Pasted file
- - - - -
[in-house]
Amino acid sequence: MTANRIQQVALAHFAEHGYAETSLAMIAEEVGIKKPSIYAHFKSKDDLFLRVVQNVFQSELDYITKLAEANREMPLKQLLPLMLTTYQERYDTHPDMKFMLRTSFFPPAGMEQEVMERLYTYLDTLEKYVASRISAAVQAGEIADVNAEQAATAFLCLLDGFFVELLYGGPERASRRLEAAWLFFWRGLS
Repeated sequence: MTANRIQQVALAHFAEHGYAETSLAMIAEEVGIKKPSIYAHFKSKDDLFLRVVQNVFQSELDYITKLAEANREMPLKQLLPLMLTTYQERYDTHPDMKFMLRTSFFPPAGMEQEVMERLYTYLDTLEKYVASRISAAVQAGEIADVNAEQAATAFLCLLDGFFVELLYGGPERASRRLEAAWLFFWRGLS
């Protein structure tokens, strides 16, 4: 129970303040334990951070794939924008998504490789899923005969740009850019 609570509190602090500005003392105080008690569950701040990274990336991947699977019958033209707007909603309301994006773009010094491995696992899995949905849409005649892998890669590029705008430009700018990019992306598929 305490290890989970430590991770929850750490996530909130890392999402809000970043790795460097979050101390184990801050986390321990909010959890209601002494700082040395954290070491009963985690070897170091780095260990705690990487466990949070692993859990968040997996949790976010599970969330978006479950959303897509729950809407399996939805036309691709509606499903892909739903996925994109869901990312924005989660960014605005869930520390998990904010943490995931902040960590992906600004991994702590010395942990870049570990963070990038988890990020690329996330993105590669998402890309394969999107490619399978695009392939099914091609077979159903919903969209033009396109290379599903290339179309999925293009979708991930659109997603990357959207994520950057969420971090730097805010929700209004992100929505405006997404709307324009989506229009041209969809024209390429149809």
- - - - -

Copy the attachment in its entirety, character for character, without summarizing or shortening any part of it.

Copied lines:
[in-house]
Amino acid sequence: MTANRIQQVALAHFAEHGYAETSLAMIAEEVGIKKPSIYAHFKSKDDLFLRVVQNVFQSELDYITKLAEANREMPLKQLLPLMLTTYQERYDTHPDMKFMLRTSFFPPAGMEQEVMERLYTYLDTLEKYVASRISAAVQAGEIADVNAEQAATAFLCLLDGFFVELLYGGPERASRRLEAAWLFFWRGLS
Repeated sequence: MTANRIQQVALAHFAEHGYAETSLAMIAEEVGIKKPSIYAHFKSKDDLFLRVVQNVFQSELDYITKLAEANREMPLKQLLPLMLTTYQERYDTHPDMKFMLRTSFFPPAGMEQEVMERLYTYLDTLEKYVASRISAAVQAGEIADVNAEQAATAFLCLLDGFFVELLYGGPERASRRLEAAWLFFWRGLS
């Protein structure tokens, strides 16, 4: 129970303040334990951070794939924008998504490789899923005969740009850019 609570509190602090500005003392105080008690569950701040990274990336991947699977019958033209707007909603309301994006773009010094491995696992899995949905849409005649892998890669590029705008430009700018990019992306598929 305490290890989970430590991770929850750490996530909130890392999402809000970043790795460097979050101390184990801050986390321990909010959890209601002494700082040395954290070491009963985690070897170091780095260990705690990487466990949070692993859990968040997996949790976010599970969330978006479950959303897509729950809407399996939805036309691709509606499903892909739903996925994109869901990312924005989660960014605005869930520390998990904010943490995931902040960590992906600004991994702590010395942990870049570990963070990038988890990020690329996330993105590669998402890309394969999107490619399978695009392939099914091609077979159903919903969209033009396109290379599903290339179309999925293009979708991930659109997603990357959207994520950057969420971090730097805010929700209004992100929505405006997404709307324009989506229009041209969809024209390429149809």